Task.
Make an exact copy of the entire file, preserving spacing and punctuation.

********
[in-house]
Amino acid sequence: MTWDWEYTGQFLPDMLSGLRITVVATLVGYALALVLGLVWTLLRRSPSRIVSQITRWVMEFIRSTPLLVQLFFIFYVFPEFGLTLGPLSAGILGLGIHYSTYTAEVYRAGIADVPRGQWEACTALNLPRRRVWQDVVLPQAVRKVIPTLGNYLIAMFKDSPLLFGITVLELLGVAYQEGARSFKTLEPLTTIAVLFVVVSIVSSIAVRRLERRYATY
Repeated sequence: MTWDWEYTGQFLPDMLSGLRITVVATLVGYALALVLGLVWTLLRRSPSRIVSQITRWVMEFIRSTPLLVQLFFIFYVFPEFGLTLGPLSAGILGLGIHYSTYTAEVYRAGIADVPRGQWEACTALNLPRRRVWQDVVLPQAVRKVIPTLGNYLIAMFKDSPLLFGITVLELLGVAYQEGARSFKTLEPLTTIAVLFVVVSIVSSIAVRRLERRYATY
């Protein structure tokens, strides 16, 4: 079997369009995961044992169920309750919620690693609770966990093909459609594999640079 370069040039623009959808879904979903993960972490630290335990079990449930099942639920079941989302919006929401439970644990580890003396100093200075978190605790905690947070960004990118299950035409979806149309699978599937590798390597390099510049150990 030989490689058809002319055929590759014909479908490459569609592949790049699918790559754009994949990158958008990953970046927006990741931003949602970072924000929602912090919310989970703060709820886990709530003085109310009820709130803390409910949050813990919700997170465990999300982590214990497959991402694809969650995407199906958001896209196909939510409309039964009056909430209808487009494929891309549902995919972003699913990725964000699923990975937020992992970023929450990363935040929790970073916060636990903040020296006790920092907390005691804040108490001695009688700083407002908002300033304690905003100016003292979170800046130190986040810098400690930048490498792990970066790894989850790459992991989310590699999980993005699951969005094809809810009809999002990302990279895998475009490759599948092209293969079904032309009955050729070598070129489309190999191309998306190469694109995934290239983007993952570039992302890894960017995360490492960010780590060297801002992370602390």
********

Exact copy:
[in-house]
Amino acid sequence: MTWDWEYTGQFLPDMLSGLRITVVATLVGYALALVLGLVWTLLRRSPSRIVSQITRWVMEFIRSTPLLVQLFFIFYVFPEFGLTLGPLSAGILGLGIHYSTYTAEVYRAGIADVPRGQWEACTALNLPRRRVWQDVVLPQAVRKVIPTLGNYLIAMFKDSPLLFGITVLELLGVAYQEGARSFKTLEPLTTIAVLFVVVSIVSSIAVRRLERRYATY
Repeated sequence: MTWDWEYTGQFLPDMLSGLRITVVATLVGYALALVLGLVWTLLRRSPSRIVSQITRWVMEFIRSTPLLVQLFFIFYVFPEFGLTLGPLSAGILGLGIHYSTYTAEVYRAGIADVPRGQWEACTALNLPRRRVWQDVVLPQAVRKVIPTLGNYLIAMFKDSPLLFGITVLELLGVAYQEGARSFKTLEPLTTIAVLFVVVSIVSSIAVRRLERRYATY
């Protein structure tokens, strides 16, 4: 079997369009995961044992169920309750919620690693609770966990093909459609594999640079 370069040039623009959808879904979903993960972490630290335990079990449930099942639920079941989302919006929401439970644990580890003396100093200075978190605790905690947070960004990118299950035409979806149309699978599937590798390597390099510049150990 030989490689058809002319055929590759014909479908490459569609592949790049699918790559754009994949990158958008990953970046927006990741931003949602970072924000929602912090919310989970703060709820886990709530003085109310009820709130803390409910949050813990919700997170465990999300982590214990497959991402694809969650995407199906958001896209196909939510409309039964009056909430209808487009494929891309549902995919972003699913990725964000699923990975937020992992970023929450990363935040929790970073916060636990903040020296006790920092907390005691804040108490001695009688700083407002908002300033304690905003100016003292979170800046130190986040810098400690930048490498792990970066790894989850790459992991989310590699999980993005699951969005094809809810009809999002990302990279895998475009490759599948092209293969079904032309009955050729070598070129489309190999191309998306190469694109995934290239983007993952570039992302890894960017995360490492960010780590060297801002992370602390």